Monday, January 30, 2017

Less treatment regret with SBRT and when patients are fully informed at UCLA

There is growing recognition that the patient's satisfaction or regret with his treatment decision is more than just a matter of whether he is happy with the oncological outcome. Satisfaction/regret is the product of many variables, including how well he understood his options, his interactions with his doctors, the side effects he suffered and when he suffered them, his expectations about the side effects of treatment, and cultural factors.

Shaverdian et al. explored the issue of treatment regret with patients treated at UCLA with three kinds of radiation therapy: Intensity Modulated Radiation Therapy (IMRT), Stereotactic Body Radiation Therapy (SBRT), and High Dose Rate Brachytherapy (HDR). Questionnaires were sent to 329 consecutive low or favorable intermediate risk patients treated from 2008 to 2014 with at least one year of post-treatment follow-up. There was a high (86%) response rate. The number of responses were:
  • IMRT -  74 patients
  • SBRT - 108 patients
  • HDR  -   94 patients
Patient characteristics were similar across treatments. The only significant differences were:
  • HDR patients were a median of 5 years younger
  • IMRT patients disproportionately African- American and Asian-American
  • Length of follow-up was longer for IMRT patients
  • HDR patients were more likely to be taking medication for erectile dysfunction.

Decision-making process

Those that chose IMRT spent less time making their decision. The percent that spent less than a month making their decision was:
  • IMRT: 47%
  • SBRT: 31%
  • HDR:  12%
Although most patients felt they had learned enough about the treatment options before making their decision, those who chose IMRT were least likely to say so:
  • IMRT: 83%
  • SBRT: 91%
  • HDR: 86%
  • 11% of the IMRT patients wished they had learned more about active surveillance.
There was widespread agreement that they had worked mutually with their doctors to arrive at a decision.
  • IMRT: 85%
  • SBRT: 91%
  • HDR: 84%

Treatment regret

The percent who felt that they would have been better off with a different choice was least for SBRT:
  • IMRT: 19%
  • SBRT: 5%
  • HDR: 18%
  • This rate of treatment regret for IMRT and HDR is similar to the rate expressed for surgery (see this link).
Of those who expressed treatment regret, the biggest reason for it (36%) was because they could have had better sexual function. 72% of those with treatment regret would have chosen active surveillance if they had it to do over again.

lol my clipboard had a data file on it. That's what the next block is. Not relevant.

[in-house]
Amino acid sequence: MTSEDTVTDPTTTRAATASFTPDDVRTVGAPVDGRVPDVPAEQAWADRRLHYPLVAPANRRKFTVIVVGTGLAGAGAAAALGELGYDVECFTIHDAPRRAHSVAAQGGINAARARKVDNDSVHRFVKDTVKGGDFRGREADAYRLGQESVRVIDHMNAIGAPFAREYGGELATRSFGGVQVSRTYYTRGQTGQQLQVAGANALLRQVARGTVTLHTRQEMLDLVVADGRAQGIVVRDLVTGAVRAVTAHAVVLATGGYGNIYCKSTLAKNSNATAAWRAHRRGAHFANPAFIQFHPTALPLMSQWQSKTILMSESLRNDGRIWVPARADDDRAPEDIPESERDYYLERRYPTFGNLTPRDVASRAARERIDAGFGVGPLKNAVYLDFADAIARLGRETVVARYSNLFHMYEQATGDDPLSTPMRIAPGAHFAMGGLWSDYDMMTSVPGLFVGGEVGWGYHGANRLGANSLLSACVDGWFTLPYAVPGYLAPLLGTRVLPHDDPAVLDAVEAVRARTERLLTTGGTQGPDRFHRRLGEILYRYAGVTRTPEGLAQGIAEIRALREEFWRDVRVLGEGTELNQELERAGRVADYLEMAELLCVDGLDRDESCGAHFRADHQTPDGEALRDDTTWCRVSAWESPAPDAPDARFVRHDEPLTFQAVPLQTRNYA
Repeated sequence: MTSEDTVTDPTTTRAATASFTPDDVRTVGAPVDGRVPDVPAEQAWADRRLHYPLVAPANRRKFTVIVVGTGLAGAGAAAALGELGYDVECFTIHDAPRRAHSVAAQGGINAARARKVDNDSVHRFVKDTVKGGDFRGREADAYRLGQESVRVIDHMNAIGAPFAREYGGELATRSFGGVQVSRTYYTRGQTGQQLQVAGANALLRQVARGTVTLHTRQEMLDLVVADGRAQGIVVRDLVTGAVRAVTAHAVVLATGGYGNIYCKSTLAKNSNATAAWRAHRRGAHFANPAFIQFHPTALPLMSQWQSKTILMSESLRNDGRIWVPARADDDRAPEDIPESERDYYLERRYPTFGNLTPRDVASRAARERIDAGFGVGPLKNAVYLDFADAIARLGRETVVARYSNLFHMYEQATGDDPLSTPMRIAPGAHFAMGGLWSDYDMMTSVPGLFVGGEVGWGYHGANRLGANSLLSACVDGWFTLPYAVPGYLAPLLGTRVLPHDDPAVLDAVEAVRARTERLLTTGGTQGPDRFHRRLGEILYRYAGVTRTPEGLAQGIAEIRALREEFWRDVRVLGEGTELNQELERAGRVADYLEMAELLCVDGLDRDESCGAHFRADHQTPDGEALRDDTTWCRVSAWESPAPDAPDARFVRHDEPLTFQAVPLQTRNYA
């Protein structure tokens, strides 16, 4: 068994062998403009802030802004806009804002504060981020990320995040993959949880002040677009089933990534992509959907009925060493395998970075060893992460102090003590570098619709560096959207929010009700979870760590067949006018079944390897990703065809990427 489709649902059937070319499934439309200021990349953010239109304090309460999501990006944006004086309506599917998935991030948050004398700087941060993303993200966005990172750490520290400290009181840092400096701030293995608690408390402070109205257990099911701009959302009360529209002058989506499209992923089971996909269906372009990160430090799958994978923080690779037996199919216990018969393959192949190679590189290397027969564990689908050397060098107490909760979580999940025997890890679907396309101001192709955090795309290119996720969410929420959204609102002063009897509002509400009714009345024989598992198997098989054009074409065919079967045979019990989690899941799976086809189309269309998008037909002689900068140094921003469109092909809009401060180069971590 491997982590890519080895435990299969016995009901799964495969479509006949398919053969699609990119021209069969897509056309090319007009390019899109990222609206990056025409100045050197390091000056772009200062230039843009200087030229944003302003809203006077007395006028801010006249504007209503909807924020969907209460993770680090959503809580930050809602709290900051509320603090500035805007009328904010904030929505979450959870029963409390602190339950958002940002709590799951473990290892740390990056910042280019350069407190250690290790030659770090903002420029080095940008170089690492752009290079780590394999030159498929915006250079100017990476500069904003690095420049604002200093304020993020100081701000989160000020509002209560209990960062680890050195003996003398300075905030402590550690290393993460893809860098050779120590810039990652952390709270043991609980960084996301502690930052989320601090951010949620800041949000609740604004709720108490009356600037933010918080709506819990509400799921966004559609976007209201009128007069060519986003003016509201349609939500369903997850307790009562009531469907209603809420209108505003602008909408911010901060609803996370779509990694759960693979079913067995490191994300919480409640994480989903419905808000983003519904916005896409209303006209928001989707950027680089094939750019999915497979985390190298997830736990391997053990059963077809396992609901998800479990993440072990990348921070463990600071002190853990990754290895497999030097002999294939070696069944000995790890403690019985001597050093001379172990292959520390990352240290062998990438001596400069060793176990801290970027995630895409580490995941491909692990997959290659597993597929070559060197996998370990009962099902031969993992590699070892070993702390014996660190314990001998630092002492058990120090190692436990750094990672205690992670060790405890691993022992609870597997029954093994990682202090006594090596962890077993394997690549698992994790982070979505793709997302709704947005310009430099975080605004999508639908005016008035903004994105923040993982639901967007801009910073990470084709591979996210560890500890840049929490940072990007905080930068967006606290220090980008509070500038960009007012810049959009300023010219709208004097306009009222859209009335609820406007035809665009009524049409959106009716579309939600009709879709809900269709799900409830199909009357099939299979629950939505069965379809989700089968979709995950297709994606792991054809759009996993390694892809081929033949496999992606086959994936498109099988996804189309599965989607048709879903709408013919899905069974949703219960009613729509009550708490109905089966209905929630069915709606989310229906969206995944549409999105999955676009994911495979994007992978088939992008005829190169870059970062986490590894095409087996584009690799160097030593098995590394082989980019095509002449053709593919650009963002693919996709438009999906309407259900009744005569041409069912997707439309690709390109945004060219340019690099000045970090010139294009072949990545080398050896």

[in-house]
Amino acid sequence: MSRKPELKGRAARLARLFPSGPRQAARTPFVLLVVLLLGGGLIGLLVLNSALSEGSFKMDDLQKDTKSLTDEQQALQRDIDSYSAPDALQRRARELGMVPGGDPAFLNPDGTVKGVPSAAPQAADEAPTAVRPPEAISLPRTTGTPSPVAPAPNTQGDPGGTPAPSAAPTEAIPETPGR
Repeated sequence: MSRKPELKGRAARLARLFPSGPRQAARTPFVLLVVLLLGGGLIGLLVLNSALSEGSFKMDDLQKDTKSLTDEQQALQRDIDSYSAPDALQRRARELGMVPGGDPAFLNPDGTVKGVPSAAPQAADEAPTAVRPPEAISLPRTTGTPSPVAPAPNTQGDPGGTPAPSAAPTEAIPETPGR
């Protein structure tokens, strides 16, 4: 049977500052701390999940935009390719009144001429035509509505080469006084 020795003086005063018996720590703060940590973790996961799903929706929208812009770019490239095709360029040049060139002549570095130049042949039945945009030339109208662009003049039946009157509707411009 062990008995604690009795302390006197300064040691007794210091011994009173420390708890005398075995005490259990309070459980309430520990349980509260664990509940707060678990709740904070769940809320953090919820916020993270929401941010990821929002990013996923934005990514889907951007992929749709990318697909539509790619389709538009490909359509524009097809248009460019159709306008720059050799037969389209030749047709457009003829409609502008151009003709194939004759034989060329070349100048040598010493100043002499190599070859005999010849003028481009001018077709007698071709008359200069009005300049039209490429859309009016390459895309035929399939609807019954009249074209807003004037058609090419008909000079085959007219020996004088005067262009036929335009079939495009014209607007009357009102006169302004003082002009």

After correcting for patient characteristics, the factor most associated with treatment regret was whether they had learned enough about other treatments. Those with treatment regret were 53 times as likely (odds ratio) to say that they had not learned enough. The next biggest factor predicting treatment regret was whether the long-term side effects were worse than expected (odds ratio = 42). Expectations and the disappointment of those expectations have a large impact on treatment regret. Those who chose IMRT were 11 times more likely to have treatment regret than those who chose SBRT, and those choosing HDR were 7 times more likely to experience treatment regret compared to SBRT. The table below shows the odds ratio for all statistically significant factors.

Relative impact on treatment regret 
(odds ratio)
Decision-Making Factors

Learned enough about treatments
Mutually worked with physicians
Doctors fully informed me

Side Effects

Short-term side effects worse than expected
Long-term side effects worse than expected
Bowel function
Sexual function
Urinary function



While IMRT was the highest cost treatment, it also gave the lowest value to the patient. Conversely, SBRT, the lowest cost treatment, provided patients with the highest value. To increase value to patients, doctors must assure that patients are fully informed about all their treatment options, and the side effects that they may reasonably expect. Patients should be encouraged to take their time investigating options, especially active surveillance.

All patients in this study were treated at UCLA, which has a policy of fully informing patients of all their options and expected outcomes. It is impossible to entirely separate the effect of superior patient counseling on the part of the physician from the superior treatment outcomes as the reasons for increased patient satisfaction. Perhaps if this questionnaire were used across multiple institutions those effects could be distinguished. Because UCLA is a nationally-renowned tertiary care center, these results are not at all applicable to what goes on in the community setting. If expanded, we would like to see comparisons with other treatment modalities: surgery (robotic and open), low dose rate brachytherapy, active surveillance, proton beam therapy, hypofractionated IMRT, and focal ablation therapies. It would also be instructive to compare the value attached to adjuvant treatment modalities (e.g., brachy boost therapy and hormone therapy) given to patients with more advanced disease and in the salvage setting. It is a good start, however, and provides a validated questionnaire by which treatment centers can assess their performance and set goals for improvement. We would love to see this "report card" expanded nationally.


For those who have been treated and would like to see how your treatment falls on the treatment regret questionnaire, I've copied it below. It may also be useful for those who have not yet been treated to help assure you minimize your treatment regret.

Prostate Cancer Patient Voice Questionnaire